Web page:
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anthony.u

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hi there,

i have no found any documentation regarding redundancy with kerio. That is, not to restore from backup when the server fails, but rather have a live system operating with emails up-to-date or close-as-possible and all configurations with users, domain auth intact and ready to rock and roll. the solution does not require an automatic kick over but what id like is to be able to provide this to my clients.

Cheers
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Jeff Wadlow (Kerio)

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In third party tools page there are two availability applications listed that will do what you are wanting to do: http://www.kerio.com/connect/third-party
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anthony.u

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Hi Jeff,

So really if im looking for to the minute resolution then i can use these replication programs. If I am comfortable with longer differential times between live version and DR version then i can simply stop the kerio connect service > robocopy the kerio install + store > start the kerio service and have a 100% duplicate of the kerio server on the DR Server?

That seems pretty simple? Maybe i had always assumed there were some DB's involved with connect that made this impossible?

Has anyone out there actually done this? Redundancy in general - with third party applications or home brewed?

Thanks again

[Updated on: Thu, 18 October 2012 02:51]

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tonyswu

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Semi redundancy is certainly achievable. Our Kerio server runs on a Mac Mini server. The system is cloned to another server once a day, and the data store is cloned to another storage once every 3 hour. If the server goes down, we flip a switch and the secondary server takes over (this is done manually from firewall routing). If the storage goes down, we point Kerio to the secondary storage and lose 3 hours worth of email, if recovery fails.
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jelockwood

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It should be possible to have a Mac server connected to a SAN or iSCSI storage device and keep a clone of the server. If the live server dies the clone could be turned on and connect identically to the same storage. This way no data would be lost.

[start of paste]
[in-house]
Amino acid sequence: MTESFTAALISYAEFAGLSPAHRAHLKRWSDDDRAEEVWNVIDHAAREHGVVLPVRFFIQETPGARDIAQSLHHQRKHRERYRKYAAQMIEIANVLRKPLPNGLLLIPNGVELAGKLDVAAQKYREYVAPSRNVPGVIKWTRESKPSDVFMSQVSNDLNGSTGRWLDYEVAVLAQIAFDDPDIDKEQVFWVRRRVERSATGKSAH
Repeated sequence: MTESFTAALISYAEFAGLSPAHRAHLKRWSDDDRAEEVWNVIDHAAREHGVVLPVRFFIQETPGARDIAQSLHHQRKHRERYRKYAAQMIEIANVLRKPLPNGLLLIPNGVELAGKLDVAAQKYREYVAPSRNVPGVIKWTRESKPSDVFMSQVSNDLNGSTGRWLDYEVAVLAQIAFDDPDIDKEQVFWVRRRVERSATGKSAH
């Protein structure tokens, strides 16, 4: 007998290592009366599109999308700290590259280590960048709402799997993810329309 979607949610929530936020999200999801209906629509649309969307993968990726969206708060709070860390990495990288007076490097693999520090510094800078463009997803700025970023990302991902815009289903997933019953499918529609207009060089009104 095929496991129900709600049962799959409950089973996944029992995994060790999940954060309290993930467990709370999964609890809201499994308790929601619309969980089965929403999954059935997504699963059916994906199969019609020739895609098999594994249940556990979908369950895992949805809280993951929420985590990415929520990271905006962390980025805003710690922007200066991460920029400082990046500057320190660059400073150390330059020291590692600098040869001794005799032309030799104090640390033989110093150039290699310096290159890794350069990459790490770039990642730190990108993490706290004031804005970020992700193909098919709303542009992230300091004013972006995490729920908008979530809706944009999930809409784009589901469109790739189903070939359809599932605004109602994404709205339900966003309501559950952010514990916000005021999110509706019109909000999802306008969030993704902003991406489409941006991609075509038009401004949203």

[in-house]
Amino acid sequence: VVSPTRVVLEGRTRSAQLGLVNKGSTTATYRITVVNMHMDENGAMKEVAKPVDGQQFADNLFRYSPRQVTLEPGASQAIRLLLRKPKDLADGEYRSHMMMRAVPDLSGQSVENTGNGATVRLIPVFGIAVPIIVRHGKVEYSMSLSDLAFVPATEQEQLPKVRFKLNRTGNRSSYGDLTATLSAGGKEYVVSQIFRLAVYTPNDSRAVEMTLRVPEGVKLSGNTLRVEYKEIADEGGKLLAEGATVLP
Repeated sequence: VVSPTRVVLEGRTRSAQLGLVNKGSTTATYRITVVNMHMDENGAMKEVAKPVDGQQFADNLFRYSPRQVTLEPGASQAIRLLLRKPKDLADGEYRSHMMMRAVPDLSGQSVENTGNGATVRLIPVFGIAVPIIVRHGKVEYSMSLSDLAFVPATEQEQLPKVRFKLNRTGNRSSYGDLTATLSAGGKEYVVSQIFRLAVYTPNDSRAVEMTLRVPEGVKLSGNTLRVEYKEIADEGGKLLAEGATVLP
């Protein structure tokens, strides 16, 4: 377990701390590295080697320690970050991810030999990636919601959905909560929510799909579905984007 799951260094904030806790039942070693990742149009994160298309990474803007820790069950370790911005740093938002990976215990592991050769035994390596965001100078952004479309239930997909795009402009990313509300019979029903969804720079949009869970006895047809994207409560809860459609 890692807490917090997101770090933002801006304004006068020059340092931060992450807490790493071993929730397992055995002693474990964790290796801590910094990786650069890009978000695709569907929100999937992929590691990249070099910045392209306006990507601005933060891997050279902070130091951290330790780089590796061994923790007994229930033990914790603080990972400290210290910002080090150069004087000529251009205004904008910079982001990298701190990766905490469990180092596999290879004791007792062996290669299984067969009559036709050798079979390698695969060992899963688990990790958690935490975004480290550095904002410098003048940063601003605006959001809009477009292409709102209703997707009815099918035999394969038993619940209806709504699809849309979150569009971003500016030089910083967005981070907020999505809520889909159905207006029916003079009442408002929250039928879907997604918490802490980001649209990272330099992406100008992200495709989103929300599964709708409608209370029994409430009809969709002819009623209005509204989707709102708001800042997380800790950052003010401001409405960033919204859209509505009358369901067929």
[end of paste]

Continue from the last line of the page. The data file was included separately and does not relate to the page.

It is possible to use a web managed power strip (I have used an APC one) to remotely turn on power to the socket for the spare server and for the server to then power-on and boot automatically on detecting the restoration of power.

It might also be possible to do the same sort of thing using a NAS and the NFS protocol. I do not believe AFP would be suitable as it starts too late in the boot process.
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NK

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I had read somewhere that Kerio needs to run on native storage? Reading these posts it would appear that is not the case?
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TorW

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Not sure what you mean with "native storage", but I guess Kerio Connect can run off of anything as long as the file system is mounted at boot time, or at least before the various daemons start up. Our diskless slave server runs KC from a SAN-disk.
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NK

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Sorry as I pressed 'post' I thought 'native' might be unclear! I just meant a directly attached disk subsystem.

This is the reply I had from Kerio pre-sales to some questions:

3. Are there any recommendations or concerns over Kerio running on Virtual Machines?

In particular I was thinking along the lines of disk I/O? I read that the Kerio message store directory needs to be directly attached and cannot be an NFS or SAN mount so I am assuming that I/O is quite heavy and VM disks can struggle in this regard.


Running on Virtual Machines is not a problem providing, the host server is not overload with continuous access to the disk.

Kerio mail store can only be mounted locally, so the be approach is to use a RAID for disk redundancy



4. Is there a recommended Linux file system for Kerio?
As each email is stored as a file I was wondering if a file system like XFS would be more suitable than EXT3/EXT4?


EXT3 and EXT4 are preferred to XFS
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